Airline profits in North America and Europe saw significant improvements while Asia declined and South America increased its losses in the third quarter of 2015, the International Air Transport Association (IATA) says.
In its December 2015 Airlines Financial Monitor, IATA says the 77 sample airlines made a net post-tax profit of $12.9 billion in the third quarter of 2015 compared to $9.4 billion in 2014. North American airlines almost doubled their profits from $3.9 billion in the third quarter of 2014 to $6.9 billion in 2015 while European profits rose from $4.2 billion to $5.5 billion. Airline profits in Asia-Pacific fell from $1.4 billion in 2014 to $940 million in 2015 due to weak cargo volumes while Latin America increased its losses from $88 million to $530 million.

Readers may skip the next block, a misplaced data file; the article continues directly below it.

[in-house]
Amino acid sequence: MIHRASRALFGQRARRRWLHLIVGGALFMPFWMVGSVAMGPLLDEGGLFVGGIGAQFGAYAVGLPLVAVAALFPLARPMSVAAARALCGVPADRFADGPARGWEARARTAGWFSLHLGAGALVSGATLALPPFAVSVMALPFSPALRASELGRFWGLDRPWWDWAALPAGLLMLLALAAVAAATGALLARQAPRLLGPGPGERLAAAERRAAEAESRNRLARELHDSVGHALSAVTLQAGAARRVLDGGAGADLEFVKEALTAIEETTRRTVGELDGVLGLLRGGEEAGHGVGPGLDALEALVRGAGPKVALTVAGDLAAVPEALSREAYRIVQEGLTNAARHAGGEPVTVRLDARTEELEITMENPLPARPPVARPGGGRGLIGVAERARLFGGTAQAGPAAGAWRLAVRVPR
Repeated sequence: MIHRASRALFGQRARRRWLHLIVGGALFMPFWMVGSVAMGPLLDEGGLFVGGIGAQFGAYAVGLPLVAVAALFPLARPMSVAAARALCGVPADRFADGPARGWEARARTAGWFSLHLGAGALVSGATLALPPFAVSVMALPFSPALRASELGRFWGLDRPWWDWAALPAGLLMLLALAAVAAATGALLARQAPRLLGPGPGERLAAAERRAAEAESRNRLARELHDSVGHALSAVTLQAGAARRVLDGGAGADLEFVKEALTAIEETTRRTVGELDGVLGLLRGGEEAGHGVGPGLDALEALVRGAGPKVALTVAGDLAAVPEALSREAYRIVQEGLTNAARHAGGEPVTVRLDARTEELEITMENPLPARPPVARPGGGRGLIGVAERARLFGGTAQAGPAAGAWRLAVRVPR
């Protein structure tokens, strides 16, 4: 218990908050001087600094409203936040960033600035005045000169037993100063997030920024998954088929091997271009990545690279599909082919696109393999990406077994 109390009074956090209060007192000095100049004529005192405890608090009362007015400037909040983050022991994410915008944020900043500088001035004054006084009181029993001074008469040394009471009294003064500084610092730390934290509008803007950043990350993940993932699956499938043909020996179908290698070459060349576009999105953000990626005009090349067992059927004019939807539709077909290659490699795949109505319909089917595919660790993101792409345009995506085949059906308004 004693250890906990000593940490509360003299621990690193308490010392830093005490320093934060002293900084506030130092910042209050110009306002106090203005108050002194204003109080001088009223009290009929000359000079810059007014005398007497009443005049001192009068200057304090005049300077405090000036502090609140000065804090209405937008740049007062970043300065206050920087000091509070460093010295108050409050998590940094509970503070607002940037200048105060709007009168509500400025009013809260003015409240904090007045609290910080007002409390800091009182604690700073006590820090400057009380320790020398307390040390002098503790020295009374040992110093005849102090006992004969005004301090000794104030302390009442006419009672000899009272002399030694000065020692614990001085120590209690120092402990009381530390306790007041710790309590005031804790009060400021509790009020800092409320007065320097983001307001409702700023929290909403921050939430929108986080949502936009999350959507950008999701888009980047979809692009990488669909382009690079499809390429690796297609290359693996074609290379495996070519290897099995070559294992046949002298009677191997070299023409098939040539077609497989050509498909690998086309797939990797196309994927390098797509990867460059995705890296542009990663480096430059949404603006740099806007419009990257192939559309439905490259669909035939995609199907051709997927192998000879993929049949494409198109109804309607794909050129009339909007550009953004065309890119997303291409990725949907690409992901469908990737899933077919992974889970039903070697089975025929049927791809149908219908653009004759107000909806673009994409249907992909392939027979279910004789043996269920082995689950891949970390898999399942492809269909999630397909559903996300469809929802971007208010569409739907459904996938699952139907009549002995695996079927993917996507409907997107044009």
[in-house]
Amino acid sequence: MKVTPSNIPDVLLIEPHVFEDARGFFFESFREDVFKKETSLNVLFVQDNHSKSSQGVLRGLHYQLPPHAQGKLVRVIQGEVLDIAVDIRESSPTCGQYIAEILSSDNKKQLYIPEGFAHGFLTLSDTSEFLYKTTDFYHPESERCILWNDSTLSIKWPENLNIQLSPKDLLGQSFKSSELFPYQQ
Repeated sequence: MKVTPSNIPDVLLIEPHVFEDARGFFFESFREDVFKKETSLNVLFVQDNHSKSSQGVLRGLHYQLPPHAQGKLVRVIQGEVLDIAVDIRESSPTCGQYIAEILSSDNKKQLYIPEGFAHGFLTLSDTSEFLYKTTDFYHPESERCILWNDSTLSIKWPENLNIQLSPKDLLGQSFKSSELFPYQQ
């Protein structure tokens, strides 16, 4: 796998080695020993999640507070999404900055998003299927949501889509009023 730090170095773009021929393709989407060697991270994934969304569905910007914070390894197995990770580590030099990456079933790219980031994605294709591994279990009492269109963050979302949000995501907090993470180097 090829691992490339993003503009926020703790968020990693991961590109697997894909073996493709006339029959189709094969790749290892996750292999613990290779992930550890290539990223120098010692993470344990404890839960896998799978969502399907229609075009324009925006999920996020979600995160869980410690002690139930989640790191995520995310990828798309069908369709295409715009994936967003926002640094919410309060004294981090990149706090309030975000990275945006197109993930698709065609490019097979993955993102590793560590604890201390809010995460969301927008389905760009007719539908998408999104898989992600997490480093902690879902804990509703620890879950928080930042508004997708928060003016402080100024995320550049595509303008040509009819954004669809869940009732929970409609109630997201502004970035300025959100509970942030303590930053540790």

IATA says: “The improvement was driven by carriers in the US and Europe. In Asia, by contrast, Q3 profits are down on a year ago, mostly reflecting weakness in cargo volumes and yields. Similarly, airlines in Latin America continue to struggle with falling yields and recession in major economy Brazil.”
IATA says airline share prices increased by three per cent in December compared to November, helped by further falls in fuel prices. Crude oil prices ended the year at about $38 a barrel, lows not seen since 2005, due to excess supply and weak demand. The December price was $27 a barrel below the mid year peak, and brought the year average down to $54 a barrel.
The association comments: “The recent lows in crude oil prices reflect expectations of supply increases from producers like Iran, as well as no clear signal that OPEC will reduce production.”
“In addition, the demand outlook has weakened with slower than expected global economic growth, especially in key economies like China.”